The current global state of the travel industry has reinforced E. Gluck’s belief that developing long-lasting business relationships establishes EGC as a reliable watch industry partner. During this trying time, the team has validated this mission by touching base and staying connected with its retail and wholesale partners and showing them that “we’re all in this together.” Due to the pause in retail sales caused by the pandemic, E. Gluck has determined a new sense of productivity and business direction. The distributor has used this time to analyze pre-COVID strategies and sales, offering recommendations to re-emerge in a stronger way that will enable it to make up for lost business. As the situation continues to change day to day, the company is adapting its efforts accordingly. Looking to improve on both a personal and product level, E. Gluck will continue to promote sustainability and reduce environmental harm by applying recycled materials in shipping and expanding solar movements to other associated brands. Top of mind for both Anne Klein and E. Gluck, the message of Considered has created a platform to think about the environment across their businesses and served as a guide in decision-making.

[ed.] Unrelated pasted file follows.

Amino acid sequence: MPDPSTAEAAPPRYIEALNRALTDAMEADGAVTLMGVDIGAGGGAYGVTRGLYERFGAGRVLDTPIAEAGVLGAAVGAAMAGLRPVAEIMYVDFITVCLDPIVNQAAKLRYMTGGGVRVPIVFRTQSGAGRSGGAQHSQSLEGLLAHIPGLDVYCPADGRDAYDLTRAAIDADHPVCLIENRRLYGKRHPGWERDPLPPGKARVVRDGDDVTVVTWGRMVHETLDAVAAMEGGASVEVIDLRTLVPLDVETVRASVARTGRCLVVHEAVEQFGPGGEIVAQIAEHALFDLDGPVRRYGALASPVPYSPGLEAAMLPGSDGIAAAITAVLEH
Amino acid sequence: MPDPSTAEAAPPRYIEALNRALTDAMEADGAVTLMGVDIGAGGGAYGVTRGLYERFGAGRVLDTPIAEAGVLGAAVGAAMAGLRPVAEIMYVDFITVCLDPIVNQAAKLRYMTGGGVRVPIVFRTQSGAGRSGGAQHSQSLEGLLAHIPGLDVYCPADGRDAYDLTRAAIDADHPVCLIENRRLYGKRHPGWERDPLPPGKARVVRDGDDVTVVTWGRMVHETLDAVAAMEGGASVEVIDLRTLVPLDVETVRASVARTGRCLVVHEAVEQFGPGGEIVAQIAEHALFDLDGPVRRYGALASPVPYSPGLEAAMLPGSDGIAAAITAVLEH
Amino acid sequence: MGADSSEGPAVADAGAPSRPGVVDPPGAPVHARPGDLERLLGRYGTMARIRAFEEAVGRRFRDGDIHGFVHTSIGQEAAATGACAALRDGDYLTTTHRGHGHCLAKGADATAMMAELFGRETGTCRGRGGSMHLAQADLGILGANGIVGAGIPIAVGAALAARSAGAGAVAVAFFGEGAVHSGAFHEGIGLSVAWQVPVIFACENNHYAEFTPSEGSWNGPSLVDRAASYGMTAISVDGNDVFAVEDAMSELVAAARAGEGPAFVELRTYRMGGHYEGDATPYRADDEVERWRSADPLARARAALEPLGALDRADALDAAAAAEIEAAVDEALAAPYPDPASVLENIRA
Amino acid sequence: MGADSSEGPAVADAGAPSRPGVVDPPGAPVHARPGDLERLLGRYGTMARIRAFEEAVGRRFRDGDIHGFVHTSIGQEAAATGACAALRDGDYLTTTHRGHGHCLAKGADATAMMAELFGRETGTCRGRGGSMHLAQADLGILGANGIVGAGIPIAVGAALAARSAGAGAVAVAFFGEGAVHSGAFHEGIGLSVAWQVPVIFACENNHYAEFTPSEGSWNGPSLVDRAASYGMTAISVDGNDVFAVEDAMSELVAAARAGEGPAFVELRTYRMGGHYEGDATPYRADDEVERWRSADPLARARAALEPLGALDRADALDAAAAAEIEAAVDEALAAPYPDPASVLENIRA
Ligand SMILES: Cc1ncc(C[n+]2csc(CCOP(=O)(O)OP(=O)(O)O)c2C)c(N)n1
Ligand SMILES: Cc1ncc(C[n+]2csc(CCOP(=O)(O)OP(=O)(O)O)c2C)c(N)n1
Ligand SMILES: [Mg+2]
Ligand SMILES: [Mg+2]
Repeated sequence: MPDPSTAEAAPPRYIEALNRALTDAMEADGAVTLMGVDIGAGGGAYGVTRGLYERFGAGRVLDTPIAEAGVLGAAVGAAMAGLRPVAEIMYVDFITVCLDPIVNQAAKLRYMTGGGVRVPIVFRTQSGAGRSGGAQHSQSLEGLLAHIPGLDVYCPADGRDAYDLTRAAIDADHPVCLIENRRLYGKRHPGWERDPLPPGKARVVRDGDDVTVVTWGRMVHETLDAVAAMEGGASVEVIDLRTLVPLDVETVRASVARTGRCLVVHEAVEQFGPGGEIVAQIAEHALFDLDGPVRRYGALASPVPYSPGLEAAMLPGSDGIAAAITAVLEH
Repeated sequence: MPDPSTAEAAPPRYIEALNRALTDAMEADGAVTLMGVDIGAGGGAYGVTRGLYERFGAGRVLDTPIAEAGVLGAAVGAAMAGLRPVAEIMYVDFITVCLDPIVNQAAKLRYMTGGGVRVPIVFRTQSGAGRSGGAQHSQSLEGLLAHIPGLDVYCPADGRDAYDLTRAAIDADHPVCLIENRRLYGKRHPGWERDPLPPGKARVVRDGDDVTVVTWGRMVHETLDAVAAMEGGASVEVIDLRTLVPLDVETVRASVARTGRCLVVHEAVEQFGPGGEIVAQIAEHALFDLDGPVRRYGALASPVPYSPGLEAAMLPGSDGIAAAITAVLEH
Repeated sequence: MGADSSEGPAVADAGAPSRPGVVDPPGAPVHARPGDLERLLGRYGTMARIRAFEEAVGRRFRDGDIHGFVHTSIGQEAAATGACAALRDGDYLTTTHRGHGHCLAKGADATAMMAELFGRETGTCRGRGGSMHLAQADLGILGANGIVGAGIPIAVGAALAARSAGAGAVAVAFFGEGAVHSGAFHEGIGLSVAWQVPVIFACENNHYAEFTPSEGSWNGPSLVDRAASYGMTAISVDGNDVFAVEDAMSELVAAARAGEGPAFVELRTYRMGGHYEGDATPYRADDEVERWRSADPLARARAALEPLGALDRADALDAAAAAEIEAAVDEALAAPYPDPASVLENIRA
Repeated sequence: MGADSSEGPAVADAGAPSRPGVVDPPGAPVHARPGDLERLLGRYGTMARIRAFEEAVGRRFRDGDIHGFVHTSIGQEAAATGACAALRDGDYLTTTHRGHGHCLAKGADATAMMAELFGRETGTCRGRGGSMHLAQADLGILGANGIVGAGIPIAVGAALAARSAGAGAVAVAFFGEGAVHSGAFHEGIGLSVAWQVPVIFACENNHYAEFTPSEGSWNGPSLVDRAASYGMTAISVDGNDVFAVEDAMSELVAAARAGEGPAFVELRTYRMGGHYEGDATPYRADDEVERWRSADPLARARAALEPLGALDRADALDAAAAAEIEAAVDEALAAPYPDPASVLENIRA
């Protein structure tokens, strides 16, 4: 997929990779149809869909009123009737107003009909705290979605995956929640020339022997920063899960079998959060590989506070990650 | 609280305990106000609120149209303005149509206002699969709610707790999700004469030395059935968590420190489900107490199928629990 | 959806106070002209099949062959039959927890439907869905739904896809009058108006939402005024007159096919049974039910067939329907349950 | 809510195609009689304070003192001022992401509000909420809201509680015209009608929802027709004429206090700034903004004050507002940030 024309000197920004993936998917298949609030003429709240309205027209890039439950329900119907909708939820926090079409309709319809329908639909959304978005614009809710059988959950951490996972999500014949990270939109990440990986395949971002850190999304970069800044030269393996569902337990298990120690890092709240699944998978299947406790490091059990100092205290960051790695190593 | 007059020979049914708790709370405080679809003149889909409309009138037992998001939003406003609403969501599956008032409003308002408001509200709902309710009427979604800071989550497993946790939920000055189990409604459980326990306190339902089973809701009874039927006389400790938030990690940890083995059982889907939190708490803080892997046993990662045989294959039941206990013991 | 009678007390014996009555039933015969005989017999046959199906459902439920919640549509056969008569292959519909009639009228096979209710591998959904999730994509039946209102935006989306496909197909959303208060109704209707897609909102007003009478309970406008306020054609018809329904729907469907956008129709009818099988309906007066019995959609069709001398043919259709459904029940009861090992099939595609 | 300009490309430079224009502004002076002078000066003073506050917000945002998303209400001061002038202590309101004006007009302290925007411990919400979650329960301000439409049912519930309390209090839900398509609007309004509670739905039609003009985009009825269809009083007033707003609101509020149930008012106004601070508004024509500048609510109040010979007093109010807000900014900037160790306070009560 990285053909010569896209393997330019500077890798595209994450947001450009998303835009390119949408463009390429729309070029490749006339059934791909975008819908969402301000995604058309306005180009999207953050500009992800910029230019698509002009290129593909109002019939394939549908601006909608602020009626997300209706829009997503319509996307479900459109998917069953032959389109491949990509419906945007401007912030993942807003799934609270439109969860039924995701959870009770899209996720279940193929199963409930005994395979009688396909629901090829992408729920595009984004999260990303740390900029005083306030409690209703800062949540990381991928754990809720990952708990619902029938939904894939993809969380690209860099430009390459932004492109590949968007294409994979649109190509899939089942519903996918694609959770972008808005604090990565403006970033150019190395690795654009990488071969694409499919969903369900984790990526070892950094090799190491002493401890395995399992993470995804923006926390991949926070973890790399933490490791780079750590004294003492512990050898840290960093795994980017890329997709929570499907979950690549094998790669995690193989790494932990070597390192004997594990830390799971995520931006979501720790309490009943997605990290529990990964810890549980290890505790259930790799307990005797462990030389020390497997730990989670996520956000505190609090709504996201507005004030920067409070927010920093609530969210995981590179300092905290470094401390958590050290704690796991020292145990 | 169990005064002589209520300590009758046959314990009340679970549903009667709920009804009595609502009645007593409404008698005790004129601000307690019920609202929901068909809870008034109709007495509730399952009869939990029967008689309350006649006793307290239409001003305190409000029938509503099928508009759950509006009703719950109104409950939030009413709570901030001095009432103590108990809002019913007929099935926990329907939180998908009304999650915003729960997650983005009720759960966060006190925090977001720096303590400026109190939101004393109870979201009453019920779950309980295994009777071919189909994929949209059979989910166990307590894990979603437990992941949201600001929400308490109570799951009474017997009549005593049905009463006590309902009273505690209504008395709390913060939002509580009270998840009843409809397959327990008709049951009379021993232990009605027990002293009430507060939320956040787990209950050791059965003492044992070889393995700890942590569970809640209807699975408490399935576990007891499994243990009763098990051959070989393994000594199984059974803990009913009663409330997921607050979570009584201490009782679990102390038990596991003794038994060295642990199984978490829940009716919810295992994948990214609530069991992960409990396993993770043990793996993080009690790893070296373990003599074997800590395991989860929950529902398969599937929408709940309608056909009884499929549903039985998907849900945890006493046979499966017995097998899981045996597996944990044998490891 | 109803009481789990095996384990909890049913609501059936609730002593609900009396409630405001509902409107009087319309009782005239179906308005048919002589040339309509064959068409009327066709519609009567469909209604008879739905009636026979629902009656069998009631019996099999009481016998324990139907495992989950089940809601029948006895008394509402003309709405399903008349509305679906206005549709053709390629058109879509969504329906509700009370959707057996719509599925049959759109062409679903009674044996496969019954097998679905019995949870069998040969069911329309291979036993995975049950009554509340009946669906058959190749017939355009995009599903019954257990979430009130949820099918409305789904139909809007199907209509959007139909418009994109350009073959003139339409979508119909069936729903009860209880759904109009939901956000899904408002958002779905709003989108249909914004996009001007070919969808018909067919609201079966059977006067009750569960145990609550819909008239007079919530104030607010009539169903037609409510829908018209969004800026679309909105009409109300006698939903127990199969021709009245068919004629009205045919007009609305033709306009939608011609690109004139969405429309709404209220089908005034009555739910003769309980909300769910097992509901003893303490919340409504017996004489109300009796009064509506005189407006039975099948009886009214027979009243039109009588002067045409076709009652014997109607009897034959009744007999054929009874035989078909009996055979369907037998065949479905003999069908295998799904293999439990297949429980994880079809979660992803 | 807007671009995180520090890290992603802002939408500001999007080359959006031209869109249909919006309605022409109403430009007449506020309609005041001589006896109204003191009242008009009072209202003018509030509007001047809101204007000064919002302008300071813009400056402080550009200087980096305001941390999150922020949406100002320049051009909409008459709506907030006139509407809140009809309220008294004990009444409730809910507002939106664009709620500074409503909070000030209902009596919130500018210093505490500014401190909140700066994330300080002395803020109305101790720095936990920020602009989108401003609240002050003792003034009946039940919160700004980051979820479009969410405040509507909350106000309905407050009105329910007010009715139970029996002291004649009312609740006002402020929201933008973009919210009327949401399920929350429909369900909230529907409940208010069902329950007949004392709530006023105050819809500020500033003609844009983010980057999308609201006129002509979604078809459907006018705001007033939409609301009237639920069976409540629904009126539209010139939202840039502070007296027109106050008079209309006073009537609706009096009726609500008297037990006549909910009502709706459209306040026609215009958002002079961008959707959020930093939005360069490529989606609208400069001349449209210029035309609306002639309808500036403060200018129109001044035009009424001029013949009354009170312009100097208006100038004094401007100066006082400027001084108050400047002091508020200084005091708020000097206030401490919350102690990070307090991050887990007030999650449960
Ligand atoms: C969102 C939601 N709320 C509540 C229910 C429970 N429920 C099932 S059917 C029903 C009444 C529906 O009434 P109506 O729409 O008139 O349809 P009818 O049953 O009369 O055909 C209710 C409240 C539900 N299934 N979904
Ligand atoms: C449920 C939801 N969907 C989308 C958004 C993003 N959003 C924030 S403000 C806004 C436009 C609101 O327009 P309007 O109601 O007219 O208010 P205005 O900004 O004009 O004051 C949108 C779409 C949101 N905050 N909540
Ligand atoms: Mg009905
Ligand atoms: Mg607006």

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MONARQ Group expands portfolio and online presence Signing Código 1530 Tequila and Villa Sandi and partnering with Fluère Drinks to introduce nonalcoholic spirits, the brand building company aims to identify consumer needs and market opportunities by LAURA SHIRK


s a leading independent regional, import distribution and marketing group of premium beverages, MONARQ Group is present among the domestic and duty free markets of Latin America & the Caribbean and the duty free channel of the USA. Following the monitoring and analyzing of the latest trends in the tequila category, specifically its leading export market (the USA), MONARQ Group recently added Código 1530 Tequila to its brand portfolio. With consumers continuing to trade up to higher quality products, this brand is well positioned in the ultra-premium segment of the market. Offering a unique proposition of natural pink tequila, Código 1530 Tequila Rosa, according to Robert de Monchy, Owner and CEO of MONARQ Group, the innovative nature of this name matches the DNA of the company. In addition to signing Código 1530 Tequila, the group added Villa Sandi, the iconic premium prosecco, to its offering earlier this year. This range features La Gioiosa, the leader in Italy in the prosecco category. As a brand-building company focused on identifying consumer needs and market opportunities, MONARQ Group has recognized that the millennial drinker